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GetReady: A simulator for training financial preparedness under resource scarcity

Meet the researchers: Uwe Dulleck, Ozan Isler & Onurcan Yilmaz
Posted on April 16, 2020

Meet the winners of the TFI long-term research grant: Prof. Uwe Dulleck and Dr. Ozan Isler from the Centre for Behavioural Economics, Society and Technology (BEST) at the Queensland University of Technology (QUT), and Dr. Onurcan Yilmaz from Kadir Has University’s Moral Intuitions Lab (MINT).

They will use behavioural experiments to develop an interactive tool for training financial preparedness. Who are the researchers and what are their goals with this project?

Unforeseen illness or injury can seriously harm those who are financially unprepared. The inadequacy of personal emergency savings and insurance coverage can in part stem from behavioural biases related to lack of attention, knowledge or experience. We will build on research expertise at the BEST Centre to develop GetReady –– an interactive online tool to train financial preparedness for rare life events shocks.

First, we will observe financial decisions under time-pressure and cognitive load to study the effects of mental resource scarcity on savings decisions and insurance demand. Then, we will develop behavioural aids such as financial literacy boosts, simulated experiences of risk, and targeted advice to improve people’s financial decision-making for them to be readier to face financial shocks when these hit. Our findings will be incorporated into GetReady, which will be validated and disseminated via BEST Centre’s partnerships in the digital and financial industries.

“It is difficult to prepare for a financial shock that is rare. We will develop an online tool to promote financial preparedness for such life-events.”

What motivated you to work together with the Think Forward Initiative?

The BEST Centre and the Think Forward Initiative aim to help people make better financial decisions for themselves. Specifically, our project will contribute towards TFI’s objective to improve financial preparedness of people in Europe and beyond. The emphasis on collaboration between academic and industry partners will allow direct links between scientific insights, financial innovations and social welfare.


How do you expect your research results to contribute to people’s financial well-being?

Behavioural science provides untapped opportunities for improving personal financial management and social welfare with low costs of implementation. Our experimental findings will inform GetReady –– an online financial training tool. This tool will provide experiential learning of low probability events, thereby promoting informed choices about preferred levels of financial security. We expect financial organizations and educational institutions to be interested in adopting, extending and disseminating GetReady.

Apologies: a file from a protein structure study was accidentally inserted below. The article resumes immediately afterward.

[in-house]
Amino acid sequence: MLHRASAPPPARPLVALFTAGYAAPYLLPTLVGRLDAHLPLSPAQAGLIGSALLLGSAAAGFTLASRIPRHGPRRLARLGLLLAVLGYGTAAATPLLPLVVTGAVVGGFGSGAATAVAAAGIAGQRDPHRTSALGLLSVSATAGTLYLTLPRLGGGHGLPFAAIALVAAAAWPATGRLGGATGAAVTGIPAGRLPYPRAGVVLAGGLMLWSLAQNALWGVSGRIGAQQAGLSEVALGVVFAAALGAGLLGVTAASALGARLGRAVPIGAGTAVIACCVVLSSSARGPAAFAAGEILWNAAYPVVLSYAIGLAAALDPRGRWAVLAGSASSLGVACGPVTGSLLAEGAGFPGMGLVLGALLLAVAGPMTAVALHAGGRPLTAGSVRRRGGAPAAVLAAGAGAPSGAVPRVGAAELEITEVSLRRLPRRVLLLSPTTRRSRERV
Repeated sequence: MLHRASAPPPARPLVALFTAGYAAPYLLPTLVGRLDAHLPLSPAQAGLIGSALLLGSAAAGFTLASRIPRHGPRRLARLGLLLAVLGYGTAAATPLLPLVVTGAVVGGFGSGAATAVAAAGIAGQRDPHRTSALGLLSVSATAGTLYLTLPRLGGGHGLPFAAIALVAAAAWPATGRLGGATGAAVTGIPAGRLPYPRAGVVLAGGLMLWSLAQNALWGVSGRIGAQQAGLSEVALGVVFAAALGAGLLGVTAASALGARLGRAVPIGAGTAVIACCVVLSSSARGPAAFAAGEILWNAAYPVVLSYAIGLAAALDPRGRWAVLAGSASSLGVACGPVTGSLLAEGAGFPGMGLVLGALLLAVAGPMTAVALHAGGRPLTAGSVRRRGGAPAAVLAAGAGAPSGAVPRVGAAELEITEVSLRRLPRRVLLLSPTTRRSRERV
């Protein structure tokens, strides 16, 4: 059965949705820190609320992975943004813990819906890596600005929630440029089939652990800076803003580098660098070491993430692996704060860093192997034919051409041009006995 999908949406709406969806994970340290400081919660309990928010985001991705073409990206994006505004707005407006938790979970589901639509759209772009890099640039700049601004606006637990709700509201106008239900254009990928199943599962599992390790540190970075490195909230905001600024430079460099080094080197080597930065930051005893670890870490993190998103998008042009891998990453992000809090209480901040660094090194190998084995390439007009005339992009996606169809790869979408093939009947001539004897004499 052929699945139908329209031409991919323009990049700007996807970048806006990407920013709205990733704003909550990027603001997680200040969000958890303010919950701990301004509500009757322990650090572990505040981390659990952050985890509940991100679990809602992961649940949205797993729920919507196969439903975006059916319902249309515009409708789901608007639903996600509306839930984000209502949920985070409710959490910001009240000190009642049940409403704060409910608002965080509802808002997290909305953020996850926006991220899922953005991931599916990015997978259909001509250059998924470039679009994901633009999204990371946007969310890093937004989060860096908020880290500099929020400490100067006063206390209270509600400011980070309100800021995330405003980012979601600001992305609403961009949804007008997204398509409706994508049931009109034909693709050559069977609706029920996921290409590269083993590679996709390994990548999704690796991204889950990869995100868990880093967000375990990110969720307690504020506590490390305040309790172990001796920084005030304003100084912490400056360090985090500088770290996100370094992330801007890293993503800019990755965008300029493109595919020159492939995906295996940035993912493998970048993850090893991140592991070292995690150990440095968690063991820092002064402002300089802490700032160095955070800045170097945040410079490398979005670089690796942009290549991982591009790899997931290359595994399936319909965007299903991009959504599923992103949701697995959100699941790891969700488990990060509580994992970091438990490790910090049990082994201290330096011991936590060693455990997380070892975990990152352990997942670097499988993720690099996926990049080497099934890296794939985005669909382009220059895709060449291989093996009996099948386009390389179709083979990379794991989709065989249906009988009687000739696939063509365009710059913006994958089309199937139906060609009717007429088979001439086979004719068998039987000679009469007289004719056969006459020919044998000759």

The research team

Dr. Ozan Isler is a research fellow at the BEST Centre and the School of Economics and Finance of Queensland University of Technology. He specializes in the experimental study of human behaviour in the presence of economic and cognitive resource scarcity. Ozan holds a PhD in economics from University of California, Riverside. He is an external fellow of University of Nottingham's Centre for Decision Research and Experimental Economics (CeDEx) and a founding member of the MINT Lab in Istanbul. He received European Union’s Marie Curie Fellowship and published in Judgment and Decision Making, BMC Public Health and PLoS ONE.

Dr. Onurcan Yilmaz is the founding director of the MINT Lab and assistant professor of psychology at Kadir Has University, Istanbul. He received his Ph.D. in psychology from Istanbul University. His research focuses on dual-process accounts of morality and cooperation. He has published in leading academic journals such as Cognition and Evolution and Human Behavior. He maintains a popular science blog with Dr. Isler on Psychology Today called “Moral Intuitions”.

Prof. Dr. Uwe Dulleck is the founding director of the BEST Centre and professor of economics and finance at Queensland University of Technology. With a PhD in economics from Humboldt University Berlin, Uwe has published on economics and behavioral economics in leading academic journals including American Economic Review, Journal of Economic Literature, and the Economic Journal and his research has been widely discussed in news media including The Economist, the Sydney Morning Herald and the Frankfurter Allgemeine. Uwe is a member of the academic advisory panel of the Prime Minister and Cabinet’s Behavioural Economics Team Australia (BETA) and has been commissioned by the Australian financial market regulator ASIC as well as major Australian financial institutions to conduct research on financial decision making and financial regulation.